On the streets and in the yards, the word was the Name. And the name was everything. It was persona and place, form and content, truth and fiction. The name was an act of self-invention, a pure visual manifestation, through alter ego, alias, and nom de plume, of personal expressions in the public realm.
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On the streets and in the yards, the word was the Name. And the name was everything. It was persona and place, form and content, truth and fiction. The name was an act of self-invention, a pure visual manifestation, through alter ego, alias, and nom de plume, of personal expressions in the public realm. The name was a line and the "In the beginning, there was the Word. The name was a line and the line begat the Mark. Then, in the great style wars toward the end of the second millennium, medium, meaning, and message were joined in a golden era where the name became the source and signifier of Style.
And when the name became wild style, the word was Dondi. But how did an art form spawned in the train yards of s New York achieve the ubiquity it now enjoys at every level of the mass-media landscape? There are many answers to the question, but one major factor is indisputable: Dondi White.
Coming of age in hardscrabble East New York in the early s, Dondi White unknowingly began the process of introducing a whole new artistic dialect into the cacophony of the American art scene. His train pieces painted from roughly to stand as some of the most influential works ever committed to Transit Authority steel. From the badass Mr. Whites to the cocky, self-satisfied Busses, from the nasty Pres to the perfect, vicious Rolls, Dondi straight killed it, again and again.
In making the transition from subway car to canvas, Dondi retained his unfaltering sense of letter form and balance, and his paintings remain a testament to the clarity of his aesthetic. Dondi White: Style Master General presents the life and work of a seminal -- yet heretofore overlooked -- American artist whose work has resonated on every level of our popular culture. At the time of his death in , Dondi had seen the majority of his work destroyed -- scraped off, painted over, or chemically removed from the steel upon which it thrived.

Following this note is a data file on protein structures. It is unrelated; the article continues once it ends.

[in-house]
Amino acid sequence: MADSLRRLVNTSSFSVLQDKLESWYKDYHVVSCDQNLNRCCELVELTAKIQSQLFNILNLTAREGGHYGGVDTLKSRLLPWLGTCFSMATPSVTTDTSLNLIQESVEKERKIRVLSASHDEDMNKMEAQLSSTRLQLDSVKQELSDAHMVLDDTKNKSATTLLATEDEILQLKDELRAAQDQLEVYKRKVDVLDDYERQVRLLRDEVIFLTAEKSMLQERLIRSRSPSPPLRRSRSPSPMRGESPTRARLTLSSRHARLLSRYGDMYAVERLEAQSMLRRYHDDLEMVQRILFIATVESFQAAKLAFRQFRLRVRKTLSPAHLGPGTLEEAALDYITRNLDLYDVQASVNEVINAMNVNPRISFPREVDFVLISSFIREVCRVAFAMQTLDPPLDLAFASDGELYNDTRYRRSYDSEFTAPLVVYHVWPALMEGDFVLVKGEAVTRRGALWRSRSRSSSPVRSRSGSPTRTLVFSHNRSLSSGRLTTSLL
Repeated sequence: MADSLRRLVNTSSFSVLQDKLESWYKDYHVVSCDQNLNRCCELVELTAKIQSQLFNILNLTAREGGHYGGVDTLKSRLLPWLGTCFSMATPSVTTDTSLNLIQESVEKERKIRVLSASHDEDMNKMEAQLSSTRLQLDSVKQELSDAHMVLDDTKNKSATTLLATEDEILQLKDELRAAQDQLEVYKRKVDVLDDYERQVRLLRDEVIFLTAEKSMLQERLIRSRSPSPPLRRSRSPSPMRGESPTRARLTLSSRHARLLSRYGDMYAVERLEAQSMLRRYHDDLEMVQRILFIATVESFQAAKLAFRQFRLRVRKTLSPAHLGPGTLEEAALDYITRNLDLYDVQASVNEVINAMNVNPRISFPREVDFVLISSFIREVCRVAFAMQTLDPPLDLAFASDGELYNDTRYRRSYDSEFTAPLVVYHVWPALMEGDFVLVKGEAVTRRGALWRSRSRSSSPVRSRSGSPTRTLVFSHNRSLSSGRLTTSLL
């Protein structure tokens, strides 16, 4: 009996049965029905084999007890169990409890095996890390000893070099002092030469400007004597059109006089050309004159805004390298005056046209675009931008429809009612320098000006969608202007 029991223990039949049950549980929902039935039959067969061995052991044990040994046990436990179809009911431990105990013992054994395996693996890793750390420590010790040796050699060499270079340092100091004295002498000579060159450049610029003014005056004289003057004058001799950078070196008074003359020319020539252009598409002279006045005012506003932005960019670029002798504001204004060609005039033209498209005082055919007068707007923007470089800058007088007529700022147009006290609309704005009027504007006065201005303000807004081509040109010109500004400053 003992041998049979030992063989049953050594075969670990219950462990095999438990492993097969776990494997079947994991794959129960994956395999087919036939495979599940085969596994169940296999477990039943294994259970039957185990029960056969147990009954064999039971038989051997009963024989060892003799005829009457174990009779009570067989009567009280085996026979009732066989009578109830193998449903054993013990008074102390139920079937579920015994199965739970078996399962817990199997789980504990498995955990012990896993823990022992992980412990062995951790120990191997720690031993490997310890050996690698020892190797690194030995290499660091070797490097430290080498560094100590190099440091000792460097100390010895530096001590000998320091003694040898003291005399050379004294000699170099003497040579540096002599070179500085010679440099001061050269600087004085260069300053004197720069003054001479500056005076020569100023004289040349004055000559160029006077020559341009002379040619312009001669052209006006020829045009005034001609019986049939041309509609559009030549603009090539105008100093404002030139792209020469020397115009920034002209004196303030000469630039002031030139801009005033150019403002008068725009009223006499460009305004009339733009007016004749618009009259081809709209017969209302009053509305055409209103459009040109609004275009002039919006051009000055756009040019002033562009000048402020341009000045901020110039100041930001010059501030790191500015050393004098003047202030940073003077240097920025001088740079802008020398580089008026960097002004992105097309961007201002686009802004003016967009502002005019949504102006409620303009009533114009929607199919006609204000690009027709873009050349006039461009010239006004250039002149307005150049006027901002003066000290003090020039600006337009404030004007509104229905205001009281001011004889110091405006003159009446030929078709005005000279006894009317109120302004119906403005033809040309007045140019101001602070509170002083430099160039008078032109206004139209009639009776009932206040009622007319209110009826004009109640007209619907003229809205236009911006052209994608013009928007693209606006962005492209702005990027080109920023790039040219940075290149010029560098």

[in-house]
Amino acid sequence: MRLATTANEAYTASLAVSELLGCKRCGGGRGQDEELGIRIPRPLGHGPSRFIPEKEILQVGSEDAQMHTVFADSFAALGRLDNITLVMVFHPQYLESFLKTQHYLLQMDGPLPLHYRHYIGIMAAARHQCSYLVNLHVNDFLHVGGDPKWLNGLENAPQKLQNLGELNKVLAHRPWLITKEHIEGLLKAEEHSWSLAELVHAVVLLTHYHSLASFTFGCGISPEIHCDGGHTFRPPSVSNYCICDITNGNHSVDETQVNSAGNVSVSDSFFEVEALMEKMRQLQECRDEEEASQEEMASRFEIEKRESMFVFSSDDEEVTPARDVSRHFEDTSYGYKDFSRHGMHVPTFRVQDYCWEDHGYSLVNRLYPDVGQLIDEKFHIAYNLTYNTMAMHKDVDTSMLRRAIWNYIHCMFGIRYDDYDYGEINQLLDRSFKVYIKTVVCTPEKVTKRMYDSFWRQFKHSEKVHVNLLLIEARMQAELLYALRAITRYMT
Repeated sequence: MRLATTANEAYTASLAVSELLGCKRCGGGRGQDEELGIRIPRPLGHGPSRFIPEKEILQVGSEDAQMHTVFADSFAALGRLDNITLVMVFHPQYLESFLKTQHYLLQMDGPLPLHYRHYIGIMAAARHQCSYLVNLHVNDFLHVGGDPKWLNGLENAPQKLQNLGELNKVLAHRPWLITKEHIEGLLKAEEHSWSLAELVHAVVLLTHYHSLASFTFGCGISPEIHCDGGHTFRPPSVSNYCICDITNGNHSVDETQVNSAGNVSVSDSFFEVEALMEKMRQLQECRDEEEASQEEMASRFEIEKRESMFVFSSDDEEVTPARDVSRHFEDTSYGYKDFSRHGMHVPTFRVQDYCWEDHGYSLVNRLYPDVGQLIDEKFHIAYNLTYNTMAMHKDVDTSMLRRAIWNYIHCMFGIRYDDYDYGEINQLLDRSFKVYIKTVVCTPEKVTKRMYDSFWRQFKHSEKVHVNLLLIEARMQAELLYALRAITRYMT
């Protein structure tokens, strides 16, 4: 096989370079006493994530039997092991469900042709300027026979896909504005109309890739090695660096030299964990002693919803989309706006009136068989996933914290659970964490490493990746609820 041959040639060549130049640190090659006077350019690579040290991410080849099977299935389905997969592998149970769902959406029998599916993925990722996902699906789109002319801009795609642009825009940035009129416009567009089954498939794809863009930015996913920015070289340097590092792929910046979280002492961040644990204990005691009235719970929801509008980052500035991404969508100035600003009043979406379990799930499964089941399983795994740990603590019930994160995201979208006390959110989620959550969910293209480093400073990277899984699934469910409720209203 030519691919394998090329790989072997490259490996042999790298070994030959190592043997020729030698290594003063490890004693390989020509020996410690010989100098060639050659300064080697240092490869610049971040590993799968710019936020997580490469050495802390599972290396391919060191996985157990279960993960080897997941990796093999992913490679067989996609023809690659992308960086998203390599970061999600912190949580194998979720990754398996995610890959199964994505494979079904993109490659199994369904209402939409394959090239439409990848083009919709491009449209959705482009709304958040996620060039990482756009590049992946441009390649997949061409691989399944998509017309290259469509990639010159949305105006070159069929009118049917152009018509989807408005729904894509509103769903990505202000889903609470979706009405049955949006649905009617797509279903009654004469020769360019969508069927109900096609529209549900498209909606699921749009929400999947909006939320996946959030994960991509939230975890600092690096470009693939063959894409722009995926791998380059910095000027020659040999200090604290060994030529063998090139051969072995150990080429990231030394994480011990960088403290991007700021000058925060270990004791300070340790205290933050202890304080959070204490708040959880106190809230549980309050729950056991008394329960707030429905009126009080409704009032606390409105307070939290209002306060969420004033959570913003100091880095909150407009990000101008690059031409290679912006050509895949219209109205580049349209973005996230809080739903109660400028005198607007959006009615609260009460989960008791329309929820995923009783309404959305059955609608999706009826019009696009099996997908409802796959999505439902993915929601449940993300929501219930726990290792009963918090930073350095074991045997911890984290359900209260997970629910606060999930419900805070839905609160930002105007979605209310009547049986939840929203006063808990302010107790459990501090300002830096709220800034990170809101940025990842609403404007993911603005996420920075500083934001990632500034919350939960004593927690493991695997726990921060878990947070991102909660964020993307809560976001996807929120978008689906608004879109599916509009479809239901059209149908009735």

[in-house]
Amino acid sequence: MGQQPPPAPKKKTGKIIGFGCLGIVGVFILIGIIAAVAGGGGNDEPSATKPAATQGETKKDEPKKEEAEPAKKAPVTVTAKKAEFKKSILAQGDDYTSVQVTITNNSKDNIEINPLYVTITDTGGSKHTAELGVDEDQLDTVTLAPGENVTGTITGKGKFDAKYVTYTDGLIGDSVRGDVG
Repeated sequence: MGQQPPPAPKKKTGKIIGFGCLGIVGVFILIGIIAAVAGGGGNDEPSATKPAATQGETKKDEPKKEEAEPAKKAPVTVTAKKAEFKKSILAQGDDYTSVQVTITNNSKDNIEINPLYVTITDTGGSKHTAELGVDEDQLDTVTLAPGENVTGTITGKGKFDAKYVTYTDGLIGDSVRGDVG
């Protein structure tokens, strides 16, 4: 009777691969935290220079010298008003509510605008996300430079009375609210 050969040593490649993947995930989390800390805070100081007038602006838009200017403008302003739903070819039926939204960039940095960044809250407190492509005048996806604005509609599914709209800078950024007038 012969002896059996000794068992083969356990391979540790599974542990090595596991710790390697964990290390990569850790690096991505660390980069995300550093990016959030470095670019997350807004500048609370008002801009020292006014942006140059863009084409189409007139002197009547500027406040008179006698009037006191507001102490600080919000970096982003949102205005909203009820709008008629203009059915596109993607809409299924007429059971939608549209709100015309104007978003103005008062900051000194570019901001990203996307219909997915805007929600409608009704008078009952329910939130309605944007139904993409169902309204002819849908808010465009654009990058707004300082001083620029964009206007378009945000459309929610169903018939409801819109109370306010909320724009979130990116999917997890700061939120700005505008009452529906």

Within these pages, however, it still speaks volumes.
Dondi White: Style Master General: The
About this title "In the beginning, there was the Word. On the streets and in the yards, the word was the Name. And the name was everything. It was persona and place, form and content, truth and fiction.
Style master general : the life of graffiti artist Dondi White
He was of African American and Italian American descent. He attended a Catholic school during his sophomore years. By , East New York became an unstable region with racial tensions and social conflicts such as the prominence of gangs. In an interview with Zephyr , Dondi stated that he had joined several gangs in the s to avoid being attacked. Anxious to leave high school behind, he earned his GED in , took a job in a government office, and began to indulge his interest in graffiti. In , Dondi officially adopted his name when he painted a giant piece on the roof of his house. For the next odd years, Dondi became recognized as the stylistic standard, influencing generations of graffiti writers.
ISBN 13: 9780060394271
Jean Gallard Jean is researcher and author for Widewalls. His urge to create coupled with his incredible talent made him one of the most influential graffiti artists in the 20th century. He started with subway graffiti and for years, he painted trains and subway walls. His personal style was bold and bright. Dondi always used clear and defined writing, because he wanted his work to be recognized and shared. This was a healthy type of ambition, and this talented artist truly mastered the skill of the street art. After years of tagging, he successfully made a transition from street art to gallery art.